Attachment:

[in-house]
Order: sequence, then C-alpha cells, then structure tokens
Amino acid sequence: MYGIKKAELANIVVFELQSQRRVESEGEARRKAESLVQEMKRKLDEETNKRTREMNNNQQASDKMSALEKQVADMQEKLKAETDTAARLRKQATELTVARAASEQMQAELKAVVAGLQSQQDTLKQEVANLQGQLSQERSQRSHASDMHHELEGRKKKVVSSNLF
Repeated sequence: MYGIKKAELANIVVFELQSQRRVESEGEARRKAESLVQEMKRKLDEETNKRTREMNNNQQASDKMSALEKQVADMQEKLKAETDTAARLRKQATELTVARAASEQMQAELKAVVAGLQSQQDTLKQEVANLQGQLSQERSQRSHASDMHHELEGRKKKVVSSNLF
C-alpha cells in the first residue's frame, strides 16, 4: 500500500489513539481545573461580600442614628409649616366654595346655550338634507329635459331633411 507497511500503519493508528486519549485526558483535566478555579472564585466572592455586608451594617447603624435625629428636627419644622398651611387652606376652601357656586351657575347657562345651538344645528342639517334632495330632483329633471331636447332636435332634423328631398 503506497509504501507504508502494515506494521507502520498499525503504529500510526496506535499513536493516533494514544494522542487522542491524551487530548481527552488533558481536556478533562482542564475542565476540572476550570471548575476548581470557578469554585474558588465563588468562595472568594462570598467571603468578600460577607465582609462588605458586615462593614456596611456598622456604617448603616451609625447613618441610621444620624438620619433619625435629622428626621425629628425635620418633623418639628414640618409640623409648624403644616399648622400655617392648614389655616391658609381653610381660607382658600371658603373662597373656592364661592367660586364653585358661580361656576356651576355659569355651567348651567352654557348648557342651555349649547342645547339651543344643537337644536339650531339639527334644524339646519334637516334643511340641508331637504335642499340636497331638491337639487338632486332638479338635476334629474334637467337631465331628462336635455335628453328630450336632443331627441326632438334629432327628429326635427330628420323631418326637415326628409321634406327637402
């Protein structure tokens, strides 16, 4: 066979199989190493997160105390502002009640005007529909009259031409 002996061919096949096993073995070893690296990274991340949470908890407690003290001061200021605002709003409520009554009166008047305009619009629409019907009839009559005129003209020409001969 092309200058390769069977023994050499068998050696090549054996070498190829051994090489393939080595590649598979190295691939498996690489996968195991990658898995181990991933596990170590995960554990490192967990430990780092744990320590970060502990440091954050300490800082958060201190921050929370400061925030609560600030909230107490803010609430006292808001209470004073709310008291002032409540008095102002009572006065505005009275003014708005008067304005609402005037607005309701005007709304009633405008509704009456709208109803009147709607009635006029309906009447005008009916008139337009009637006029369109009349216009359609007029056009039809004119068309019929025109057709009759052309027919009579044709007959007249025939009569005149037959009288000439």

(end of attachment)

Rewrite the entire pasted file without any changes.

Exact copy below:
[in-house]
Order: sequence, then C-alpha cells, then structure tokens
Amino acid sequence: MYGIKKAELANIVVFELQSQRRVESEGEARRKAESLVQEMKRKLDEETNKRTREMNNNQQASDKMSALEKQVADMQEKLKAETDTAARLRKQATELTVARAASEQMQAELKAVVAGLQSQQDTLKQEVANLQGQLSQERSQRSHASDMHHELEGRKKKVVSSNLF
Repeated sequence: MYGIKKAELANIVVFELQSQRRVESEGEARRKAESLVQEMKRKLDEETNKRTREMNNNQQASDKMSALEKQVADMQEKLKAETDTAARLRKQATELTVARAASEQMQAELKAVVAGLQSQQDTLKQEVANLQGQLSQERSQRSHASDMHHELEGRKKKVVSSNLF
C-alpha cells in the first residue's frame, strides 16, 4: 500500500489513539481545573461580600442614628409649616366654595346655550338634507329635459331633411 507497511500503519493508528486519549485526558483535566478555579472564585466572592455586608451594617447603624435625629428636627419644622398651611387652606376652601357656586351657575347657562345651538344645528342639517334632495330632483329633471331636447332636435332634423328631398 503506497509504501507504508502494515506494521507502520498499525503504529500510526496506535499513536493516533494514544494522542487522542491524551487530548481527552488533558481536556478533562482542564475542565476540572476550570471548575476548581470557578469554585474558588465563588468562595472568594462570598467571603468578600460577607465582609462588605458586615462593614456596611456598622456604617448603616451609625447613618441610621444620624438620619433619625435629622428626621425629628425635620418633623418639628414640618409640623409648624403644616399648622400655617392648614389655616391658609381653610381660607382658600371658603373662597373656592364661592367660586364653585358661580361656576356651576355659569355651567348651567352654557348648557342651555349649547342645547339651543344643537337644536339650531339639527334644524339646519334637516334643511340641508331637504335642499340636497331638491337639487338632486332638479338635476334629474334637467337631465331628462336635455335628453328630450336632443331627441326632438334629432327628429326635427330628420323631418326637415326628409321634406327637402
């Protein structure tokens, strides 16, 4: 066979199989190493997160105390502002009640005007529909009259031409 002996061919096949096993073995070893690296990274991340949470908890407690003290001061200021605002709003409520009554009166008047305009619009629409019907009839009559005129003209020409001969 092309200058390769069977023994050499068998050696090549054996070498190829051994090489393939080595590649598979190295691939498996690489996968195991990658898995181990991933596990170590995960554990490192967990430990780092744990320590970060502990440091954050300490800082958060201190921050929370400061925030609560600030909230107490803010609430006292808001209470004073709310008291002032409540008095102002009572006065505005009275003014708005008067304005609402005037607005309701005007709304009633405008509704009456709208109803009147709607009635006029309906009447005008009916008139337009009637006029369109009349216009359609007029056009039809004119068309019929025109057709009759052309027919009579044709007959007249025939009569005149037959009288000439």